BEAT now videotapes several other meetings including the Berkshire Metropolitan Planning Organization, the Pittsfield Municipal Airport Commission, and the Pittsfield Economic Development Authority, as well as environmental meetings throughout the county.

In 2005 we took on one of our hardest fought battles. BEAT helped RATSSS (Residents Against the Transfer Station on South Street) stop a construction and demolition transfer station from being built on the bank of the only non-PCB polluted branch of the Housatonic River and 500 feet from peoples homes. BEAT won this battle by proving that the engineer had shown the riverfront boundaries incorrectly on the plans. The facility was eventually built on the site BEAT had suggested as an alternative in the very beginning of the 3-year battle.

In 2006, a citizen came to us complaining that no matter who he complained to the city of Pittsfield was going to sell land along the Housatonic River that he said had been given to the city as conservation land, to a commercial venture to use as a parking lot. BEAT was able to have the Pittsfield Conservation Commission document that the land was indeed (it was stated in the deed) given as conservation land. The Commission then demanded that the property no longer be used for parking and eventually forced the city to install a barrier to prevent parking there.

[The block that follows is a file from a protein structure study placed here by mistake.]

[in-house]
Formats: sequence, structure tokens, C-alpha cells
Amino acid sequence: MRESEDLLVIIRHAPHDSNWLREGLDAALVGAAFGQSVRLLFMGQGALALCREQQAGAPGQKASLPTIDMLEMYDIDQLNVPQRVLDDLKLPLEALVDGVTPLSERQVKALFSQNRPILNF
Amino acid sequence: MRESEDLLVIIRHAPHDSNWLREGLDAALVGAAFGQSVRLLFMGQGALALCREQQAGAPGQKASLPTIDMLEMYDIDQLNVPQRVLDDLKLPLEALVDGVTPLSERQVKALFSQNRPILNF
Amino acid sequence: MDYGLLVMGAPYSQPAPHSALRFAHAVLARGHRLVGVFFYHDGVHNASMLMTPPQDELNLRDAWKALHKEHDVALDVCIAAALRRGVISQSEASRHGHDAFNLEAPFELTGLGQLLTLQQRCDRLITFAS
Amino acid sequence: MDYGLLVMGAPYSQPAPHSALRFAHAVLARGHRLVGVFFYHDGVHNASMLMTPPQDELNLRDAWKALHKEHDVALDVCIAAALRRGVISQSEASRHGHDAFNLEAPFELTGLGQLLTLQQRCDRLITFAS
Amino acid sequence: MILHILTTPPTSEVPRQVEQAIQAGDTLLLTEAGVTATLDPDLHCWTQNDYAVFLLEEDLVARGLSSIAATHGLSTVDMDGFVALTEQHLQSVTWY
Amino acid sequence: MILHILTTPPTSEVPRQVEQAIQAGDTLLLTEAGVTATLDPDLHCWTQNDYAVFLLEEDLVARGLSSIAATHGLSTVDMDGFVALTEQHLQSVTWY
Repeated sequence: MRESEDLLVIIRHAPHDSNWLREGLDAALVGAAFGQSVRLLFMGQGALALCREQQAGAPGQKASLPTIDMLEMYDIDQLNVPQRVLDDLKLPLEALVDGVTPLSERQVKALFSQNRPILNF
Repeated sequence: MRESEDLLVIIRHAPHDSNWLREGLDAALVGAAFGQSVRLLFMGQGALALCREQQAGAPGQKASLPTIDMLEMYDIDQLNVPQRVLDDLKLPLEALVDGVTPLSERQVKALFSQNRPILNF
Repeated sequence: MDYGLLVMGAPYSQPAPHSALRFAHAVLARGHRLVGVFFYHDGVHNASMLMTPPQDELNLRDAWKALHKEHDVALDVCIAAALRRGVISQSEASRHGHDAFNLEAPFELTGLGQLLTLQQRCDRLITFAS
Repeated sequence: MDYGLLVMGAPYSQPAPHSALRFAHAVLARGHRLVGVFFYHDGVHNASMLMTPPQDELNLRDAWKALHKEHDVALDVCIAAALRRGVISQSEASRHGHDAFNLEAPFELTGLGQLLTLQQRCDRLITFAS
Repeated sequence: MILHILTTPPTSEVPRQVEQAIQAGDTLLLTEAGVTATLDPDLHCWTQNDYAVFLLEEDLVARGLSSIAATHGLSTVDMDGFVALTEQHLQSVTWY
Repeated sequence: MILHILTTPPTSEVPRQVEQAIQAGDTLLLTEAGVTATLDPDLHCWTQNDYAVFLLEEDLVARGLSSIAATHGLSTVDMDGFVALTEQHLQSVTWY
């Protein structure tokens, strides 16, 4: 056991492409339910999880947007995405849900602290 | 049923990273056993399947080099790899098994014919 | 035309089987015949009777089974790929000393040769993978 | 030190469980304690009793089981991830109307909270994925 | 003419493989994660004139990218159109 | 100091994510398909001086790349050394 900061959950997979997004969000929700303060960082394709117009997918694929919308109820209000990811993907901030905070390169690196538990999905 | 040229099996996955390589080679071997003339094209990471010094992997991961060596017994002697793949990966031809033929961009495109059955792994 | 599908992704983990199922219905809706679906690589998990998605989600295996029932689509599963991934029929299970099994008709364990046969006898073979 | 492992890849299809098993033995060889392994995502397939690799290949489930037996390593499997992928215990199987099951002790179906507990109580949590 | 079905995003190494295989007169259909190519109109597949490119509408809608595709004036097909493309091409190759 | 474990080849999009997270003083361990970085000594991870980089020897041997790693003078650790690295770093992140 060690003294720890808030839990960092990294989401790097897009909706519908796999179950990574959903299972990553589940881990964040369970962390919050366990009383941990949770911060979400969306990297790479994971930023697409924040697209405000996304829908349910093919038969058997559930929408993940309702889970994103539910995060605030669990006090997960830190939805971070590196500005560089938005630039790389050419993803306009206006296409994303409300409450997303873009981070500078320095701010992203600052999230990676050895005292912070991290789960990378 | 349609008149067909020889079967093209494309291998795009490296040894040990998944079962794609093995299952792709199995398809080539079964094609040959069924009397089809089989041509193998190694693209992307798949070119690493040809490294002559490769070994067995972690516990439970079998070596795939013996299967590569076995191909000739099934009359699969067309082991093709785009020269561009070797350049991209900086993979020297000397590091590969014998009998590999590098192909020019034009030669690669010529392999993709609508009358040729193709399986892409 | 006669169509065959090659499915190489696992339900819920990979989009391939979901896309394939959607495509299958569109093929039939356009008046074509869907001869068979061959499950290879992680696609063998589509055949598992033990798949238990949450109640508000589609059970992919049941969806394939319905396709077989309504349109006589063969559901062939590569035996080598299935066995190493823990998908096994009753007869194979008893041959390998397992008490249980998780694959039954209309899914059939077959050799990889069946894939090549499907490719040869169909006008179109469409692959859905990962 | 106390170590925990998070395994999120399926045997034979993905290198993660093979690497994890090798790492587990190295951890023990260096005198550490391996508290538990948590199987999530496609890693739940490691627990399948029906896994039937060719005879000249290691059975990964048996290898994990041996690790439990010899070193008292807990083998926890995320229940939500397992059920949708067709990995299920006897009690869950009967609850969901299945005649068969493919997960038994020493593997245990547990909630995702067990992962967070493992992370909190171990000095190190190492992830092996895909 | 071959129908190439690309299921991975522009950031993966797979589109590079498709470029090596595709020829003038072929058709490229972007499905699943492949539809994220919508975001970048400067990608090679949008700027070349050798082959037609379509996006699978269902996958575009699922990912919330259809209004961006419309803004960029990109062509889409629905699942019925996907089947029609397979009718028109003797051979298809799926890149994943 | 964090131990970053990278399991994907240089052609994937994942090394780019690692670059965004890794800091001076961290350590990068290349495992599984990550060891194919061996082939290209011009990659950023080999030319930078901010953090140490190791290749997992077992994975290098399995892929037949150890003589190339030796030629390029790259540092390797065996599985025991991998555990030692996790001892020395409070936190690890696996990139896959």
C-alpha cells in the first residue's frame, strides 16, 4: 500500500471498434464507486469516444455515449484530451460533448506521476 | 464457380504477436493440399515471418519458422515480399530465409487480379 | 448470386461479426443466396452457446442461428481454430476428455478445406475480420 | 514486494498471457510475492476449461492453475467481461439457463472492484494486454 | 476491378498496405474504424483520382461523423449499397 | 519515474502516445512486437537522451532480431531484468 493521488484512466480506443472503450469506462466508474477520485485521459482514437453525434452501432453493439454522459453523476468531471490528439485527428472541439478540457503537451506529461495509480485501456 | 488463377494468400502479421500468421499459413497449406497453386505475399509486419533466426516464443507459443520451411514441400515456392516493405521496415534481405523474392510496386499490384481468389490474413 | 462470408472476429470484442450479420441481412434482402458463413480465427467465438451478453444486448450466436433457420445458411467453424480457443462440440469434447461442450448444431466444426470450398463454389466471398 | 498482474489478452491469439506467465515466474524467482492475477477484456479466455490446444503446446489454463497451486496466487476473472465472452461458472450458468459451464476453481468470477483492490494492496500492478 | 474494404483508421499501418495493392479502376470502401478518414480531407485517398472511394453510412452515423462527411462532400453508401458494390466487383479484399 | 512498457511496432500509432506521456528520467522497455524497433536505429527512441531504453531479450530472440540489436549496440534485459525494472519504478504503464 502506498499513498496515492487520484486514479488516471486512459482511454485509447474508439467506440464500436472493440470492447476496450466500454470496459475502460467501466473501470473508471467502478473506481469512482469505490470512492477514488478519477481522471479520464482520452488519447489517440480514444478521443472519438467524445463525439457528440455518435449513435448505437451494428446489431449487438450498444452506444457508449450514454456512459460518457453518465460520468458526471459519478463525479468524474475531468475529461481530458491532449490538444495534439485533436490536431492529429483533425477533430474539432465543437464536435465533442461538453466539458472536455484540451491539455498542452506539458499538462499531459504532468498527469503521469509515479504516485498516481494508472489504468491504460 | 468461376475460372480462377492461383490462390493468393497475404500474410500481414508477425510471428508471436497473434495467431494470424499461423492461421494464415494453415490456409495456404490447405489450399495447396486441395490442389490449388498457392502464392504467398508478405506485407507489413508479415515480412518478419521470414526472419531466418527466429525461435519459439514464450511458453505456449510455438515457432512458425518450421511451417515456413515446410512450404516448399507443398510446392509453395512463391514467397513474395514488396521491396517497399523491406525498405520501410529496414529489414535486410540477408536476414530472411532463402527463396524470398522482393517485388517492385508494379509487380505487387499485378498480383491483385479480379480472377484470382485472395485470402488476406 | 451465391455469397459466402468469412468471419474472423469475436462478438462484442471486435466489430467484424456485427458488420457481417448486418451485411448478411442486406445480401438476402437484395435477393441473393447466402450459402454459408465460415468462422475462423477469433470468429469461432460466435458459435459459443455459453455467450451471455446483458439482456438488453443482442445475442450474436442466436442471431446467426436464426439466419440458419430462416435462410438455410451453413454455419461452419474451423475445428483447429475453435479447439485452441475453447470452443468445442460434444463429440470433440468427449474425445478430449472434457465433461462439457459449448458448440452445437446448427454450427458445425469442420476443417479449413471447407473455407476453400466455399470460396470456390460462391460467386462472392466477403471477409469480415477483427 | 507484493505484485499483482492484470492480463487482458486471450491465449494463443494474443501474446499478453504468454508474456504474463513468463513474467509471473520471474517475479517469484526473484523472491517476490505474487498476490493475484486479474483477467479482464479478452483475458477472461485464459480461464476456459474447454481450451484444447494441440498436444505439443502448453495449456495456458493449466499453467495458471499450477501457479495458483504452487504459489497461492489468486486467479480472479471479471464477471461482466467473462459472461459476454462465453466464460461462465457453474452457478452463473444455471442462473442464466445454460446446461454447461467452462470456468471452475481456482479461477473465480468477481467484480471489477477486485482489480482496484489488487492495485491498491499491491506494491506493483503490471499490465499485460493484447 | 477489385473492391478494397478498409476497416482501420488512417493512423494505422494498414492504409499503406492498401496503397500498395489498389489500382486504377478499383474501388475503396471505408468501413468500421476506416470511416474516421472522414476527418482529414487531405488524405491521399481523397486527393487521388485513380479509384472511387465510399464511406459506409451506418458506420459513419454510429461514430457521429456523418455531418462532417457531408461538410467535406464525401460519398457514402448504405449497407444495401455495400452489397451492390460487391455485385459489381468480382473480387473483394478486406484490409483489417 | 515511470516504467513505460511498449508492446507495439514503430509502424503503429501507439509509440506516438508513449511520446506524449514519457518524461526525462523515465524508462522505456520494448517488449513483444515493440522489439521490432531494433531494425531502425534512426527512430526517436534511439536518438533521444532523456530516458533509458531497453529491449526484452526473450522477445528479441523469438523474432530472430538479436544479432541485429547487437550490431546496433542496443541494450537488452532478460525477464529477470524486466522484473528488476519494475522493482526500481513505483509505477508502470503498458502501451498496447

Also in 2006, a volunteer came to BEAT asking for assistance starting a Keeping Track® wildlife monitoring group. Together we formed Berkshire Wildlife Trackers. In 2007, the first group of BWT wildlife monitors graduated from training and are starting to monitor wildlife habitat in the Berkshires with a vision of maintaining and enhancing the wildlife habitat connections among protected landscapes in and around the Berkshires and, with our partners, all the way up through Vermont into Quebec.

Please explore our website to learn what we have been doing more recently to protect the environment for wildlife.